Issues are classified by the Industry Directors. Potential Tier I or Tier II issues are presented to a group called the Compliance Strategy Council for approval. If approved, an issue is assigned to the primary affected industry executive or another issue executive to develop a compliance strategy. Once an issue has been fully developed and a resolution strategy prepared, it will move from “active” status in its tier to a “monitoring” status in the same tier. The IRS does not typically “demote” issues from higher-priority to lower-priority tiers. According to the IRS, an issue is considered eligible for “monitoring” status when the Issue Management Team (“IMT”) responsible for the issue has: (i) identified the universe of returns that are likely to contain the issue; (ii) provided the necessary direction to the Field; (iii) issued appropriate procedural guidance and legal position; (iv) developed a resolution strategy; and (v) determined that there is no need to continue the heightened level of oversight.

If you have an issue that is designated as a tiered issue, that issue will likely be more difficult to resolve, given the IRS’s coordinated approach. You will face a very strong, pre-conceived notion on the part of the IRS as to how the issue should come out. However, following a few guidelines can give you the best chance to use the Program to your advantage and achieve the best possible resolution under the circumstances.

Guidelines for Handling a Tiered Issue Under the Program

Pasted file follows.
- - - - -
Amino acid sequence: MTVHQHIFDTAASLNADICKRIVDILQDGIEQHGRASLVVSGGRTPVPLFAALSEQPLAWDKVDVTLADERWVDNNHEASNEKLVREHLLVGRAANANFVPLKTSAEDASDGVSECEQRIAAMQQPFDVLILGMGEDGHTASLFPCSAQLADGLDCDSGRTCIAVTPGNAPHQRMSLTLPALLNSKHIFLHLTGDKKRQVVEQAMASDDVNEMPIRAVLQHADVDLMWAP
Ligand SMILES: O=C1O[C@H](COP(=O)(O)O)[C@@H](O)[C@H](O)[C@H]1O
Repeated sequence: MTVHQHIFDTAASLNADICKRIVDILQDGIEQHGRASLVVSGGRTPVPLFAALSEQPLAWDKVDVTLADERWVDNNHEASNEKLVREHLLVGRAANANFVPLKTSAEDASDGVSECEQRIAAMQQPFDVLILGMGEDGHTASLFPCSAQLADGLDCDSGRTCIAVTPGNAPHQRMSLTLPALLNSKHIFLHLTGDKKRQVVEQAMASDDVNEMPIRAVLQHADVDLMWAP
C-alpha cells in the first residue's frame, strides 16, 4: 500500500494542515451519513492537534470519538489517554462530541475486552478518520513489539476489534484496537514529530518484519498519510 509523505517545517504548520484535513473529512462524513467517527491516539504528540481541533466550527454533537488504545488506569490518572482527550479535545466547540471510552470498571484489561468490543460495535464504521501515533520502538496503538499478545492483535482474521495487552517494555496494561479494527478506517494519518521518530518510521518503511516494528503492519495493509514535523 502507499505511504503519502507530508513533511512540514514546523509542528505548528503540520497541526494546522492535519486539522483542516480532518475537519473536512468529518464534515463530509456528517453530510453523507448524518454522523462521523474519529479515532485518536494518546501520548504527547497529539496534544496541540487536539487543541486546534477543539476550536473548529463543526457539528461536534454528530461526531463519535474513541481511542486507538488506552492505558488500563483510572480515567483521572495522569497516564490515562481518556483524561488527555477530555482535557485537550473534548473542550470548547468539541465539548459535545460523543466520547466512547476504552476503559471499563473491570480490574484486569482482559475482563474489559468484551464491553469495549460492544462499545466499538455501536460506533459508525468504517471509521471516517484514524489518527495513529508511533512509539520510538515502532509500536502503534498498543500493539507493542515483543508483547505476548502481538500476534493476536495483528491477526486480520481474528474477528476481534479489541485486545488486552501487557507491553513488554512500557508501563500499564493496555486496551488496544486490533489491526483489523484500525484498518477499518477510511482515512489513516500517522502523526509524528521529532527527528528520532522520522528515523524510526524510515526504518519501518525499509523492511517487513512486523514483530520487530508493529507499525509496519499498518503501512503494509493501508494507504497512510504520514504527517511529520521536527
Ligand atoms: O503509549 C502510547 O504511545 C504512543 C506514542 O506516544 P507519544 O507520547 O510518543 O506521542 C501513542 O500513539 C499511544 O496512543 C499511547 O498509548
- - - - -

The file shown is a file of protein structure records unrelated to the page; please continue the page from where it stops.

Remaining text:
1. Be Proactive Before and During Your Audit.

You need to know whether you may have a tiered issue before your audit. Accordingly, it is important to research the different issues that have been designated as tiered issues and have a general understanding of the types of issues the IRS considers for the Program.

For most tiered issues, the IRS has published guidelines, which include an analysis of the issue and the pertinent facts, directions to agents on how to develop the issue, and Model Information Document Requests (“IDRs”). If an issue has been designated, you must use this guidance to your advantage. These published materials tell you what the IRS will ask to see and what facts it views as problematic. Try to structure your transactions not to share those difficult facts. Be sure you develop and maintain the specific types of information that you know the agent will demand. Where the materials describe the scope of the issue, use that information to position your transaction outside of the definition or to make sure your transaction is as strongly defensible as possible.

You also need to understand the facts in IRS guidance and work proactively to distinguish your facts from those described in the guidance even before the inevitable audit commences and as you present those facts to the examination agent. Being prepared to address the issues that you know will be raised will put you in the best position possible. Recognize that your response to IDRs may be critical in defining the direction the examiners take. Proceed cautiously during the initial stages of an audit and be careful not to let an agent mistakenly label an issue or transaction as tiered because it has some similarity to a tiered issue.

2. Develop a Good Relationship with the Agent.

An agent’s general impressions of a taxpayer may influence his or her interpretation of transactions. This is purely common sense. Where you develop a relationship of mutual respect and work to keep the audit current, the agent will more readily accept your representations and consider your arguments. If the agent perceives you as unduly hostile or obstructionist, he will be more skeptical of your representations and less receptive to your arguments.